I am a retail pharmacist who works in the middle of the town in Borneo so I usually get travelers visiting me. Being an avid traveler myself, I am usually quite empathetic. That gave me the idea to give out some tips I think would be useful when you’re in Malaysia, or just travelling in general.
ALL STAR ADVICE
Public Toilet kit – Malaysia is a lovely place but its public toilets are notorious! Locals like to clean up with water after doing their business but leave the floor all wet. Some tend to squat ON the sitting toilet bowl so you will see footprints. Toilet paper? Only if you’re lucky. So my advice is, to always carry a little bag with flushable wipes/tissue with all the other things you might need like a dry soap/hand sanitizer. Tailor your own! Otherwise there are premium toilets for a fee. Usually MYR2 and you can poo poo and have those ultra high tech bidet cleaning your sacred places.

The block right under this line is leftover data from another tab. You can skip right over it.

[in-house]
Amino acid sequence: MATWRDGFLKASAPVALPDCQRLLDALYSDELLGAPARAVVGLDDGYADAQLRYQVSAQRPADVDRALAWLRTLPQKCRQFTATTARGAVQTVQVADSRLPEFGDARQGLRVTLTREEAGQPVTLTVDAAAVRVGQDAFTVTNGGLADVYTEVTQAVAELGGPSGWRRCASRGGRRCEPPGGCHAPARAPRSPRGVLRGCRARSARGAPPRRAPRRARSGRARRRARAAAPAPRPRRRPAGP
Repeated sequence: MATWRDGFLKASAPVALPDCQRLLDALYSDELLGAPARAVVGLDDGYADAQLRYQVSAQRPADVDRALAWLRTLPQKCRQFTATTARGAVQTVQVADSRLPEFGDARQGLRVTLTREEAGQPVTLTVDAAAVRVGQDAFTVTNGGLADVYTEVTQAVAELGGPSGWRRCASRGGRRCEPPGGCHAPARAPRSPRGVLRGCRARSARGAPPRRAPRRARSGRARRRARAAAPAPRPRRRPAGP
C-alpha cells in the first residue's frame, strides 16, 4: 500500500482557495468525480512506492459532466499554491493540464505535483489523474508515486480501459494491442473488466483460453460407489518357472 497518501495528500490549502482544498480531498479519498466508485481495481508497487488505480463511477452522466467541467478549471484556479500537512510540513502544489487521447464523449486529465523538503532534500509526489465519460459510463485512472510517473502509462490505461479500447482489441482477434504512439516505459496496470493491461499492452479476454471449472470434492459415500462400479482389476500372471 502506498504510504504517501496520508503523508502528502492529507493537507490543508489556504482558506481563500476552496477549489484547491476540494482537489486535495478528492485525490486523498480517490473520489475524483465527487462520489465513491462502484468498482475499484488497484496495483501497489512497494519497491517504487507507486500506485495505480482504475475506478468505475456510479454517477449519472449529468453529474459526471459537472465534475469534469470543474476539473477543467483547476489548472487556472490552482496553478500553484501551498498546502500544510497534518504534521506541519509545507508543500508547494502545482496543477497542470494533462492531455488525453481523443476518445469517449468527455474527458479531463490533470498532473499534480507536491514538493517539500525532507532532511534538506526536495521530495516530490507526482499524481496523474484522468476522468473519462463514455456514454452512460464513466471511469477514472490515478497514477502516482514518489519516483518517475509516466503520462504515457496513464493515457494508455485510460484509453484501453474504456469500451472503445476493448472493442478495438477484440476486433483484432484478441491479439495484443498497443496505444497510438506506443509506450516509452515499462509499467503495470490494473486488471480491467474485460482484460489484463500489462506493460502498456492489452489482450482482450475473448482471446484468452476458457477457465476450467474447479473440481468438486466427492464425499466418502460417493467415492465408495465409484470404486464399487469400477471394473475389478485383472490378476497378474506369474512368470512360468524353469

Language medium – I recently met a Belgian guy(Mai’s salsa buddy) who is learning Malay but now think it’s actually redundant because (pretty much) everybody speaks good English. We basically learn English since playschool and to a lot of us it’s our first language. However, there are some who do not speak very well but in general, communicating in English is not a problem. It’s still cool if you can speak some local language to the people though. We just love it when foreigners speak our language. Just look at this guy! Mat Salleh speaks Malay
(ps: Mat Salleh = Angmoh = White people)
Cell/Data – Few major providers like Digi, TuneTalk, Celcom, Maxis, U Mobile. Most if not all offer the cheap Sim Pack for tourist for ~10MYR. If your smart phone is unlocked, you’re good to go. Usually all they need is your passport details. Google up for whichever provider you like. I personally prefer TuneTalk and Digi.
Wifi – Almost every cafes/hotel/hostel have wifi. Don’t worry about getting disconnected.
Pharmacy etiquette – OK not so much a tip. But it really annoys me to get tourist from all parts of the world coming in demanding for antibiotics or Viagra without a prescription because “my friend said you can get anything in Malaysia without a prescription”. While the scene here is quite sad to be honest, we are trying to change that. I feel molested whenever I get that line especially from a tourist who knows that certain things are only allowed with prescription.